I think this is now the most important question that anyone who believes there is a better way to run our country needs to ask. I am old enough to have been told before that we must all unite behind the Labour Party so that it can overturn a mean spirited Conservative government. That's more or less what Tony Blair told us and look where that ended up.
Obviously Corbyn is a very different kind of politician to Blair. But the question remains: in office can the current Labour Party actually deliver on enough of what they are promising?
I have to be honest that I do not think they can. To survive Brexit, assuming against my best wishes that it happens, we are going to need two things. One is easy access to the EU's Single Market and the other is an effective strategy for transforming our economy.
Labour's policy on the Single Market is that we will pull out of it but somehow, magically, negotiate to maintain all of its benefits and more. If a Conservative said anything so stupid then every progressive Remainer would splutter with derision. There can never be an option on the table from the EU that offers access to the single market without obeying its rules and structures and making the required payments. If they allow that then they abolish the EU. This means that Labour's flagship policy on the biggest issue of the day is complete nonsense. Either they have to change their minds or they are leading us into huge mountains of customs paperwork every time we sell something to our main customers and that can only lead to an exodus of jobs to the continent.
Then we have the small issue of Labour's industrial strategy. I would love to believe that they fully understand the implications of the end of the era of fossil fuels and the need to invest in an economy of fast changing small businesses. Instead they favour subsidies for north sea oil, investment in clunky outdated nuclear power projects and nationalisation of the commanding heights of the economy.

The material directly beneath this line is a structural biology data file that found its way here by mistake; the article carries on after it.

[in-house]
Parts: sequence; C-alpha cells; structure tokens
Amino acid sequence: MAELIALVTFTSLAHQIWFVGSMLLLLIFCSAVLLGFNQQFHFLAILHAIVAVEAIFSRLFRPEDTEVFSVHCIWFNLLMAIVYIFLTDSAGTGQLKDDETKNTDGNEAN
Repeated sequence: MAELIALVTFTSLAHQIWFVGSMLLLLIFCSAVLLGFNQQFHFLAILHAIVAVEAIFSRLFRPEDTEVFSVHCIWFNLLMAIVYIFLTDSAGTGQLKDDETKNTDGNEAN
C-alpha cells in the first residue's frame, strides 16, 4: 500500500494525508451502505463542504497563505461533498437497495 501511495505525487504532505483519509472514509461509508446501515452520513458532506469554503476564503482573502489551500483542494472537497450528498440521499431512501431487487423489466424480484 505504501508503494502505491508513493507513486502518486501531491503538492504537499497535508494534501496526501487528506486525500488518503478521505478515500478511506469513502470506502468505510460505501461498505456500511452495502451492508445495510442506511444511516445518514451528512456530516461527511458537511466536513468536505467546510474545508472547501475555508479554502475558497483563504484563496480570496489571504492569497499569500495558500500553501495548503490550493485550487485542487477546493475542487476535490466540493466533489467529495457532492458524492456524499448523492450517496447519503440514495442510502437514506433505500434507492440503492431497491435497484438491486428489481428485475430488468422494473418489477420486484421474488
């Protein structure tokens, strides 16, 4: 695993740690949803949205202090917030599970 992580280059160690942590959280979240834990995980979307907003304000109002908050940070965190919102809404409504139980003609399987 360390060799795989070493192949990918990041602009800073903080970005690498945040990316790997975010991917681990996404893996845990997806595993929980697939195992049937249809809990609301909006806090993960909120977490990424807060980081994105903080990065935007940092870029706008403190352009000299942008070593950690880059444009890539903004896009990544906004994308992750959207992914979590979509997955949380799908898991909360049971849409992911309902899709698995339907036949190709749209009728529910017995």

Don't get me wrong. There is much to admire in Labour's economic strategy. There are some industries like rail where we really can benefit enormously from re-establishing a coherent nationalised industry. The strategy does contain some useful references to investment in renewable energy industries. There are some helpful noises about getting banks back to their core purpose.
Yet in essence they have an industrial strategy of the kind the left of Labour wanted in the 1970s. They haven't grasped the scale of the change that is taking place in technology or the intensity of the need for Britain to re-engineer the bulk of its economy. Our country relies on an over large and under regulated financial sector and drilling for ancient fossils. We have a few high tech industries which are over concentrated on military technology sectors. That isn't going to enable us to compete post Brexit.
Fortunately we also have a fantastic knowledge economy centred on creativity and cutting edge scientific research. It would be wonderful to see the Labour Party come into power and harnesses that creativity to help transform the UK into a future orientated economy that can compete across the world in a new era of fossil free industry and commerce. It would be depressing in the extreme to see all the hopes the Labour Party builds up over the coming months dissipated by a set of economic policies that belong in the 1970s not the 2020s and to see it fail badly as a consequence.
Hope comes at a price. If you don't deliver on it then you lose a lot of trust. I believe progressive people cannot just naively trust Corbyn's Labour Party to deliver if and when it gets into power. We honestly need to call out the weaknesses of its policies now so that we aren't all massively disappointed when they are put into practice.
Neither the country nor the progressive forces within it can survive another failure of the Labour party to deliver.